Twenty years ago the Berlin wall came down. I was in Berlin once, in 1969. A loooong time ago. I had gone with some friends, there was no room in any of the relatives apartments for a girlfriend and myself, so they put us up in a little 'Schrebergarten' house. That's a little house in a rented garden space. No indoor toilet, no running water, just a place to sleep. We went over Easter, and my mother gave me a huge pot of colored Easter eggs to take along. My father's half sister lived in East-Berlin at the time, and I visited her and her daughter a couple of times. I remember that it felt weird. Especially the crossings.
When the wall came down in 1989 we were in New Hampshire for the weekend. We had friends who lived there in a big old colonial, and we had a good time, driving to Portsmouth, NH, and exploring the area. I also remember witnessing on the radio and TV what was going on in Germany and feeling left out. Wanting to watch and see and still be in the moment in NH.
We had gone to Germany the summer after, and a couple of days before the currency was going to be made the same, my brother asked me if I wanted to go to the Wartburg and Eisenach. We had gone as children (I was 13, my brother 10) to visit our grandparents in Weimar, and had good memories of that trip.
Sure, I said. But we're Americans, won't that cause a problem? The border still existed, and I foresaw all kinds of problems. I called some embassy - the East Germans - and was told, yes, we could have visas, $50 each, please. For a couple of hours?
My brother said (and I listened, I have to problem getting into trouble if someone else suggests it), let's just go, and we'll go the back ways, we won't get stopped. So we went. And kilometers before the border were trucks parked all along the high way waiting for the day when the currency was the same, so they could fill the stores and the East Germans could spend their West marks.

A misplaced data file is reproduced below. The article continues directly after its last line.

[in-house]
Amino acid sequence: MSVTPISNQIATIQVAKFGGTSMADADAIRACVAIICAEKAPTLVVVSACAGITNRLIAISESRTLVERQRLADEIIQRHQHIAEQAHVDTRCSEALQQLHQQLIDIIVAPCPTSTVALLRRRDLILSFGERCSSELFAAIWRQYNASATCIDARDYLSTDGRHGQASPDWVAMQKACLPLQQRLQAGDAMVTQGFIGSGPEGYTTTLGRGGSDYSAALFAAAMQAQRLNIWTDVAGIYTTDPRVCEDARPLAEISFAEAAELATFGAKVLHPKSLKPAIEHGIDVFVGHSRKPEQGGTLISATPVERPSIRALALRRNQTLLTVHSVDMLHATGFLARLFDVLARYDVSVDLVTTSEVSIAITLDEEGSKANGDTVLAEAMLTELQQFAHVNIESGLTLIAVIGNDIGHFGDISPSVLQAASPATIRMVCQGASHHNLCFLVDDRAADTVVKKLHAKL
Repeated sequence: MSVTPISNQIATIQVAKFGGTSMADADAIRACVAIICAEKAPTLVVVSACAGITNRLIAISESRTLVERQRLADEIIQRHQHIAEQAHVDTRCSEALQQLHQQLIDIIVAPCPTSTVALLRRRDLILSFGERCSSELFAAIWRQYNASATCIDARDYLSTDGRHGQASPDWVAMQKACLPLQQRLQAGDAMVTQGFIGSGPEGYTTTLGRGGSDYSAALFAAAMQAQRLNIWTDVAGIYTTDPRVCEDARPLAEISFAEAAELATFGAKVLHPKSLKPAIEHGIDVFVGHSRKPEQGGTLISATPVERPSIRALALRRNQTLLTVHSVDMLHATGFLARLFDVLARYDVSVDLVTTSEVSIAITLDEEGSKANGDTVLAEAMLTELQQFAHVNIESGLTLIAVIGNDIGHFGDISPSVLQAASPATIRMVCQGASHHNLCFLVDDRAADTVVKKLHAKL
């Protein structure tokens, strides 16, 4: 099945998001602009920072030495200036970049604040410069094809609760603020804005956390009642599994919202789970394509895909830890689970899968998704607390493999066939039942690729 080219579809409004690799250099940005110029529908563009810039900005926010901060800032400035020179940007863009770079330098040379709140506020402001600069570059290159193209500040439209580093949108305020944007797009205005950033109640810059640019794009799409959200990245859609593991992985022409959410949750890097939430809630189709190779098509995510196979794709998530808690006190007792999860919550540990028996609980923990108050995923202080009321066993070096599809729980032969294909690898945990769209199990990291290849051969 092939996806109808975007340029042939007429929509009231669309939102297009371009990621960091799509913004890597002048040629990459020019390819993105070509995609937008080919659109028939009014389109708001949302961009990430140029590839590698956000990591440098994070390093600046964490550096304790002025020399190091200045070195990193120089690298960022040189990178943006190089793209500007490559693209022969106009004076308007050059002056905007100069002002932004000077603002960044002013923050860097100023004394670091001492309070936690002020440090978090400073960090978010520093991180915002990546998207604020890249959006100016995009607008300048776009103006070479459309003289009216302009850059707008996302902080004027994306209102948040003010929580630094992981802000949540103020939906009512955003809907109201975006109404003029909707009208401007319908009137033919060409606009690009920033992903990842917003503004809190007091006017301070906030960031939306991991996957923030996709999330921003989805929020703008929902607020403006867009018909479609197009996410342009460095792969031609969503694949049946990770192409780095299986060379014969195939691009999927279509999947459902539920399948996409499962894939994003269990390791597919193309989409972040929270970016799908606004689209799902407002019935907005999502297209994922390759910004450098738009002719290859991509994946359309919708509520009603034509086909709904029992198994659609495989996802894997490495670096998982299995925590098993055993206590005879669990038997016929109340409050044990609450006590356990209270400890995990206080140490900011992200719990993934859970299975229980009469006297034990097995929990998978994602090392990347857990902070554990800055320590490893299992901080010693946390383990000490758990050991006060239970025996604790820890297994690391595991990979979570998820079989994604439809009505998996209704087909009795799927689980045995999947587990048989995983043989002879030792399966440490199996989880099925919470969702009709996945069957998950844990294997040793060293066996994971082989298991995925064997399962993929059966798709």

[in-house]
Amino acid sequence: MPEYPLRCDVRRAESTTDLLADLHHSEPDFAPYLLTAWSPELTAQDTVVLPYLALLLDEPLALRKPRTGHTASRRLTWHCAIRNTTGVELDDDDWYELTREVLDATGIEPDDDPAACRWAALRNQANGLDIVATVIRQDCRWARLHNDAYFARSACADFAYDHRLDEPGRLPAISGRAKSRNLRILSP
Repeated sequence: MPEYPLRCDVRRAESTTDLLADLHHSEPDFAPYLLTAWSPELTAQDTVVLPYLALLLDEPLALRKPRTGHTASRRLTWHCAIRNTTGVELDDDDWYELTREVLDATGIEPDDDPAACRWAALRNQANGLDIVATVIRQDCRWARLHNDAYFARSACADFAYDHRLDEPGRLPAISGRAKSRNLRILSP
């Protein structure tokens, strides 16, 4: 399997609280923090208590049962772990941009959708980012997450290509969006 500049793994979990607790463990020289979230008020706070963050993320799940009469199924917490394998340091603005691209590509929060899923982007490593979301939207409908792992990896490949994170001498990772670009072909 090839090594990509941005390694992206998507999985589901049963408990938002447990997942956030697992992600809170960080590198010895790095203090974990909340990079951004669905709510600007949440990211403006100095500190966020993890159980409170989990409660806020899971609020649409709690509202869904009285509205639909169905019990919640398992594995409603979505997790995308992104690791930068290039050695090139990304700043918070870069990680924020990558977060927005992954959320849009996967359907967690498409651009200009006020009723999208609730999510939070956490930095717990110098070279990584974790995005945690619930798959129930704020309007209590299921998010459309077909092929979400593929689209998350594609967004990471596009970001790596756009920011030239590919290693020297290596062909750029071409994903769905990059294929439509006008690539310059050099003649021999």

We did go off the highway, went the back roads to Eisenach, where Martin Luther nailed his 95 thesis to the door of the church. My brother told me to tell my kids not to be 'so American' . What do you mean? I said. Well, be so loud, to tone it down a bit. I'm still laughing at that. There was no way - these are/'were irrepressible American children! Cheerful, happy, yelling 'hey, Mom, come see this!', sometimes whiny - to tell them to act like something else was not going to happen.
The drive through the country side was like a blast from our youth. Tree-lined roads, with the white oblongs painted on the trees as guides, old villages where time seemed to have stood still. Very few people.
We did make it to the Wartburg (a memory our father gave us years before), and, as it turned out, we were the first Americans to take the tour. I remember how touched the guide was, when I gave her some single $$.
Michael was still with us, my brother's son. His battle with leukemia was still a few years ahead at that point.